got into email on purpose. There’s no degree in Email Marketing. Maybe there is, actually.
I haven’t really looked. (laughs) But it’s not something that people necessarily
choose to go into. We all just landed here through happenstance and experience. So, I got into email by way of working for
an ESP. So I was the email marketer. The person sending the emails that did the marketing
for the email marketing company. So that was a little bit of a meta job, maybe
as meta as you could possibly get, actually. And I just fell in love with email on both
sides. So I learned the tip of the iceberg –as far as like deliverability– and I have
a little bit of knowledge there from being on the backside of an ESP. But then I also –as the person sending and
then also having all these customers who are doing really cool things with their email
campaigns– Being able to watch what they were doing and see it from the software side,
it was just like a crash course in email marketing. And I just fell in love. I think that’s the best way to learn any new
skill is just trial by fire. But my project manager, Andrew, would murder me for that
opinion. (laughs) Well, it was like what they say:
“The best way to learn a language is to go to the country and just immerse yourself.”
That was definitely how I learned the language of email. Absolutely. So speaking of the language of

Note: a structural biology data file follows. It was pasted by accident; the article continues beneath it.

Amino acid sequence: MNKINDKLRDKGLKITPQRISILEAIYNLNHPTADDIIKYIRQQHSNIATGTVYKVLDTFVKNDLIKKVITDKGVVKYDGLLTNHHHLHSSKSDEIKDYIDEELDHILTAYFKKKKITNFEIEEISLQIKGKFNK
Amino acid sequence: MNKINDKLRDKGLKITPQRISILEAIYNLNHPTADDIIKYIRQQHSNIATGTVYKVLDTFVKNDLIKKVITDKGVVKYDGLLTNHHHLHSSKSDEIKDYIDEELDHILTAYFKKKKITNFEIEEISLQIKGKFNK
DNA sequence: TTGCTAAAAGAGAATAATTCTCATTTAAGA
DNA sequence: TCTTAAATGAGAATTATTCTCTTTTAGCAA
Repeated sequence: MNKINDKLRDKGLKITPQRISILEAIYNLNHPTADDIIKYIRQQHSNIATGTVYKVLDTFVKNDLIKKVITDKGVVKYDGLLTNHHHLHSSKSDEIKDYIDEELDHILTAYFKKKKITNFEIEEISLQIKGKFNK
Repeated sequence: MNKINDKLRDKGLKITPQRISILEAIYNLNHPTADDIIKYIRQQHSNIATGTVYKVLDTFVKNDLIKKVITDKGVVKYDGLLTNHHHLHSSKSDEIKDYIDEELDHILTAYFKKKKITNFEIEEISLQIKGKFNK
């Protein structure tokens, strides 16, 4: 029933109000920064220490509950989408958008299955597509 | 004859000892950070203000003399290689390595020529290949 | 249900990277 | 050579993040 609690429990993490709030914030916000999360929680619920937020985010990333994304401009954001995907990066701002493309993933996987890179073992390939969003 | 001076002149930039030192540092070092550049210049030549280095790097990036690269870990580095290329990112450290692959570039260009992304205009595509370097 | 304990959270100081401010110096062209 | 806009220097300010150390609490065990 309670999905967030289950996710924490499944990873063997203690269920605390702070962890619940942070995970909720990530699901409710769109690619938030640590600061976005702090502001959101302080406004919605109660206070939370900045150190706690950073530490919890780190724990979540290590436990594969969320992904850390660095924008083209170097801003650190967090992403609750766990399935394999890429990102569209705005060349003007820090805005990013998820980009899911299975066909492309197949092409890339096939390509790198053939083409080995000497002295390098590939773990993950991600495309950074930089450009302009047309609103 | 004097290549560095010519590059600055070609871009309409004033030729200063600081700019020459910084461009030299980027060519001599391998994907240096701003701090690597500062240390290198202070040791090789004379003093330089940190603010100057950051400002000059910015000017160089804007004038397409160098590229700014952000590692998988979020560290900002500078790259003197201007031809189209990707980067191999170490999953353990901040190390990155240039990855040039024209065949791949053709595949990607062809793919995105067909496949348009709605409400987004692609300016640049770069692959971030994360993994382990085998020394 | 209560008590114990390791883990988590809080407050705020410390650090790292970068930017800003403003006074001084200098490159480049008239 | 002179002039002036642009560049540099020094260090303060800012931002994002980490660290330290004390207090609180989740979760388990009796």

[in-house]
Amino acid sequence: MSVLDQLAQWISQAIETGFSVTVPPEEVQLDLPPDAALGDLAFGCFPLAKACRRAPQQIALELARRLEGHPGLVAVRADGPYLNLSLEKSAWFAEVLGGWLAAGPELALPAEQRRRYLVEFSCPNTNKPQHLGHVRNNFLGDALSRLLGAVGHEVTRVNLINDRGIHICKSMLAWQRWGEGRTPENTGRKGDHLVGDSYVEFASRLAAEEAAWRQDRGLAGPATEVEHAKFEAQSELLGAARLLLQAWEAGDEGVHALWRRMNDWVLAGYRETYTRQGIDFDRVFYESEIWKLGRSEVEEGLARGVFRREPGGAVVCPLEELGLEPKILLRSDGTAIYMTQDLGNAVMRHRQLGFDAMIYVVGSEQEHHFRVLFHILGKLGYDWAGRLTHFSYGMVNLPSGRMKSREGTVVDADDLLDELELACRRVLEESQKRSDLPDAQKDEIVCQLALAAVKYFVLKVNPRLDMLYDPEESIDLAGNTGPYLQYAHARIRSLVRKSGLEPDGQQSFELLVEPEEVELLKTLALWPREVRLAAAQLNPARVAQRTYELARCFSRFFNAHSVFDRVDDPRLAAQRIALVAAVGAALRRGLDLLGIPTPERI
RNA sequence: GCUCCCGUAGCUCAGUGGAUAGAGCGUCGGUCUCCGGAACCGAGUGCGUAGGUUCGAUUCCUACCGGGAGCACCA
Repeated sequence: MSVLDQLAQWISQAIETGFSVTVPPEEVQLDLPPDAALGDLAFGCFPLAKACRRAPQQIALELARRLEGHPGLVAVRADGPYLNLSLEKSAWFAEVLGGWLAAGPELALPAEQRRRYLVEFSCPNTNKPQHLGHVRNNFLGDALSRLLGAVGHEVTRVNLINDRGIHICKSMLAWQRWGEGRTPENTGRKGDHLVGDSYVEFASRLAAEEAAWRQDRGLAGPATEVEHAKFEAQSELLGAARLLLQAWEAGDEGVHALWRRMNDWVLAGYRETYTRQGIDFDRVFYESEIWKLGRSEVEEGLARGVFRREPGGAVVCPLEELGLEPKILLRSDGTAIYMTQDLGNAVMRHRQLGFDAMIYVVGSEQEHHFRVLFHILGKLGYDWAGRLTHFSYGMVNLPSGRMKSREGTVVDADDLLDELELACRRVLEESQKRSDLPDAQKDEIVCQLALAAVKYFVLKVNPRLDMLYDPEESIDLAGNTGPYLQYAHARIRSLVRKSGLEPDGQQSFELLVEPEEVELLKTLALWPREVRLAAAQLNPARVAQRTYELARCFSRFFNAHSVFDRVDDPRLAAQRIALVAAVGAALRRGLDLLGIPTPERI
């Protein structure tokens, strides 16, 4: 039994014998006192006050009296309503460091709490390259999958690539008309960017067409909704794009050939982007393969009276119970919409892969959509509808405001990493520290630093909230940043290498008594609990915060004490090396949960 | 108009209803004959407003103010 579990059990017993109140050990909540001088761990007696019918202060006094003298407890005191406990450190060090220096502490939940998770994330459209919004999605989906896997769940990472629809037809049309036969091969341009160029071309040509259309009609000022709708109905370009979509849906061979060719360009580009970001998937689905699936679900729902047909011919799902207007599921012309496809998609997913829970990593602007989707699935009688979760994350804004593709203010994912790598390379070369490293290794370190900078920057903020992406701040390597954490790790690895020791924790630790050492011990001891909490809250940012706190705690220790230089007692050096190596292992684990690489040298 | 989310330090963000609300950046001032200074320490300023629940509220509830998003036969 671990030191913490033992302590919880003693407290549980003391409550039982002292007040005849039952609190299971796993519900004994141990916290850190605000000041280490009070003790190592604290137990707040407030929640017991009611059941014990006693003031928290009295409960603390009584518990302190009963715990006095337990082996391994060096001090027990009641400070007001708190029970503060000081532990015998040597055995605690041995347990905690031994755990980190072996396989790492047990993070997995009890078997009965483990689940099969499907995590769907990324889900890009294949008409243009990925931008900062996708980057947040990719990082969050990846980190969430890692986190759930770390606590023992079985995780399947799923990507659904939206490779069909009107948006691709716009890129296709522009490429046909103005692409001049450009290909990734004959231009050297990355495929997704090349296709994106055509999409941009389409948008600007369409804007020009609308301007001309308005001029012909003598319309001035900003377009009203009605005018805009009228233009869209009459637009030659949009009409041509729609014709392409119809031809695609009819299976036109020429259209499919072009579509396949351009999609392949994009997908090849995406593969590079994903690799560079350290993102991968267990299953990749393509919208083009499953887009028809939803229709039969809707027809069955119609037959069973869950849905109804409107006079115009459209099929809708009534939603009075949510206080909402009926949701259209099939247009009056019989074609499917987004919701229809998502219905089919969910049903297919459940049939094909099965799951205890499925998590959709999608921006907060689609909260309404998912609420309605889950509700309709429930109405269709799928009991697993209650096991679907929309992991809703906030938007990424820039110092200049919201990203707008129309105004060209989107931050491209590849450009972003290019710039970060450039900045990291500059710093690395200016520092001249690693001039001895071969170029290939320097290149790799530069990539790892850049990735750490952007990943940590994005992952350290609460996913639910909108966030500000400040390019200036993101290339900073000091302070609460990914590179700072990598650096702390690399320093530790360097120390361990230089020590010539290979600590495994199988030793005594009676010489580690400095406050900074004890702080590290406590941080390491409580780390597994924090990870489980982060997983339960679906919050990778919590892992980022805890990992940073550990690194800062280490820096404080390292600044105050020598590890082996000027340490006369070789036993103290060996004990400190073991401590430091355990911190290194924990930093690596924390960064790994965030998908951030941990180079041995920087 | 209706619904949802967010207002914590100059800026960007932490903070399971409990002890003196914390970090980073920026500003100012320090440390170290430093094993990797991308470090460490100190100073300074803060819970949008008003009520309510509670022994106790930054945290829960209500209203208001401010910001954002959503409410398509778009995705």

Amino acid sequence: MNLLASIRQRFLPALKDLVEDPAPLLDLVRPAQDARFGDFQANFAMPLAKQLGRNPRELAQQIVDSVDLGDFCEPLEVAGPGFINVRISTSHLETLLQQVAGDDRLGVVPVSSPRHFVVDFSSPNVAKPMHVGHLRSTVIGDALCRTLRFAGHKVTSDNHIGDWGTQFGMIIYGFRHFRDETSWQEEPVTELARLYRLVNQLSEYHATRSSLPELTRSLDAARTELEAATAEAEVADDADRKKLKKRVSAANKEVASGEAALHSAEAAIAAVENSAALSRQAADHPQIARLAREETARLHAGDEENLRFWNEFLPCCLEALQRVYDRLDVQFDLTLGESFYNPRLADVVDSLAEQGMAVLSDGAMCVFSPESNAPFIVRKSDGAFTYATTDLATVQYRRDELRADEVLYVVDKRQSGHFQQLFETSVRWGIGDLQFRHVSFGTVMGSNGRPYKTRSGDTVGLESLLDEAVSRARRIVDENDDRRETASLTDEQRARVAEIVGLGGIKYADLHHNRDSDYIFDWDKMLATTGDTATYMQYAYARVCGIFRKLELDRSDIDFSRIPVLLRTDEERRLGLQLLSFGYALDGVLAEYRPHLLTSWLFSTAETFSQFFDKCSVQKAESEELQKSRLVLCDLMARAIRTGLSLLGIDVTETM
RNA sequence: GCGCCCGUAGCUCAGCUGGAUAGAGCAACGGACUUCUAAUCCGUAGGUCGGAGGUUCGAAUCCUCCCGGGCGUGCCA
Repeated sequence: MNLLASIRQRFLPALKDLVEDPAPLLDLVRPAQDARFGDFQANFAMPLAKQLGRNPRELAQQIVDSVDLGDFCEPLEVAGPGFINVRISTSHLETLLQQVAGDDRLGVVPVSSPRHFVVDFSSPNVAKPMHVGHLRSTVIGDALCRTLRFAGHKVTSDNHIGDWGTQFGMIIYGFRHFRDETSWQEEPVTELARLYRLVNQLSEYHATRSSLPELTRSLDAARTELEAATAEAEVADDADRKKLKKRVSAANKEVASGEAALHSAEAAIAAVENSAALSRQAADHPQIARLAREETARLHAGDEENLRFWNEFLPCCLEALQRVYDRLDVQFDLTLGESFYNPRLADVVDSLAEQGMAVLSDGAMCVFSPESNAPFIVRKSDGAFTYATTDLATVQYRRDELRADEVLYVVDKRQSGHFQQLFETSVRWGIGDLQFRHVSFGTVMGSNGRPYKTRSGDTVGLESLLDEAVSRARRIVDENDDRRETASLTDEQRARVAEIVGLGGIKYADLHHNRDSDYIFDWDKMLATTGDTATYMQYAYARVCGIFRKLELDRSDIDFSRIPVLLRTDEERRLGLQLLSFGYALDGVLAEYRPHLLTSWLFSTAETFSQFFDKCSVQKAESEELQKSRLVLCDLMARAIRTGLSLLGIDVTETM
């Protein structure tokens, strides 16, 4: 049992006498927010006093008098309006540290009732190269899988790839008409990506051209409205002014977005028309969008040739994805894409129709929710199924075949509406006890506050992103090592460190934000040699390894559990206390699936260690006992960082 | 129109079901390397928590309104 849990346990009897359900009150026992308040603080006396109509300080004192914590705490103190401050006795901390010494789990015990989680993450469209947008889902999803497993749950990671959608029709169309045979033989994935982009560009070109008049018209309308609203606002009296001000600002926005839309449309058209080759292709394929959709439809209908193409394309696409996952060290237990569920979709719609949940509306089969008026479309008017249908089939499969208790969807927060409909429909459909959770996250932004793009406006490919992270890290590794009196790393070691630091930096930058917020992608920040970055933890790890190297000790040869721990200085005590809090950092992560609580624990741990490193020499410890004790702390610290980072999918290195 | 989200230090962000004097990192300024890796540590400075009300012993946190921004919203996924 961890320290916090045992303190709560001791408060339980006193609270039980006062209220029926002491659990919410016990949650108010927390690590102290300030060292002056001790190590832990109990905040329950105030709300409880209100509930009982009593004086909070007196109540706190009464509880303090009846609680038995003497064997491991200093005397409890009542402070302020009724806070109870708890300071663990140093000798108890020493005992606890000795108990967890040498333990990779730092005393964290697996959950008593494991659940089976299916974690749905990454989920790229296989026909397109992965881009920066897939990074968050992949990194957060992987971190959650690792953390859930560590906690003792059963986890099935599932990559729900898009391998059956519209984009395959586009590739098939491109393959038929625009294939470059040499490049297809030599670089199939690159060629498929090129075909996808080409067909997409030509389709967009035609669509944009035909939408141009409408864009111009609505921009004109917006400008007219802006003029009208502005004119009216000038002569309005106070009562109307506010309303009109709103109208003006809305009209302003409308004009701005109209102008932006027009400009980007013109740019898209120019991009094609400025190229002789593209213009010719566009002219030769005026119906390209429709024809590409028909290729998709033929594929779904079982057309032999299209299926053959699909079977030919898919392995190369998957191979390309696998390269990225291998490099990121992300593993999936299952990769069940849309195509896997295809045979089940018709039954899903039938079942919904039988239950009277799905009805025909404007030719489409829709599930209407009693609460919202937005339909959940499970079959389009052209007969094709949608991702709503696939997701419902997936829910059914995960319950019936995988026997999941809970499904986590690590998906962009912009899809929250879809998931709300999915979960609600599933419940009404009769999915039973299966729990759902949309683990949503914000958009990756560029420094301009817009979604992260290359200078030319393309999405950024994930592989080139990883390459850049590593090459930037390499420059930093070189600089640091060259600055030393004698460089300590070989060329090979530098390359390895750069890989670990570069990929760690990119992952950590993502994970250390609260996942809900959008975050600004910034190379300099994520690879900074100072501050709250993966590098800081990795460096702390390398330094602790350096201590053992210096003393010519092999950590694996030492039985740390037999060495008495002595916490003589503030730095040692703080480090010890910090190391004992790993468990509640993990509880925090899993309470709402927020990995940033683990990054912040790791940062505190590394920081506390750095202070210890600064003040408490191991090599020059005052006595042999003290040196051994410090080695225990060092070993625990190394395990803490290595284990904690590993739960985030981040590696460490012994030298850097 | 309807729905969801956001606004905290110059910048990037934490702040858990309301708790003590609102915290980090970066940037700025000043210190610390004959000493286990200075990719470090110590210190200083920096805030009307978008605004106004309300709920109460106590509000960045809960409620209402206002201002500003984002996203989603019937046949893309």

email, what’s your favorite salutation? Oh. Well, it depends on the brand. Oh, and
see, that’s the thing. That’s the number one answer that I will give you about everything
email: It depends and you have to test it. But as far as for my own personal use, it’s
usually “Hey…” (laughs) Yeah. Or that’s a greeting, I guess. Salutation.
That’s a sign-off? You know what, I don’t know. (laughs) I think. Because the saying is, “Greetings
and salutations.” Right? So that’s hello and goodbye? I think salutation is signing off. Perhaps. I know that Shawn, my business partner,
broke me off the habit of saying, “Hey!” He thought it wasn’t as professional. And then
he got me stuck on saying, “Hi!” Hi. That was four years ago. I don’t know. But
that’s… I think it’s to each their own. It’s your personal brand. You can say “What’s
up?” if you want. Right. Exactly. So to that point about (how),
it’s not “professional.” Maybe your brand is one that is purposely not professional
and so “Hey!” makes total sense. Our friend, Nick, has a client or worked with a client
that’s very brusque, I suppose. And they’ll send emails like, “Hey, moron.”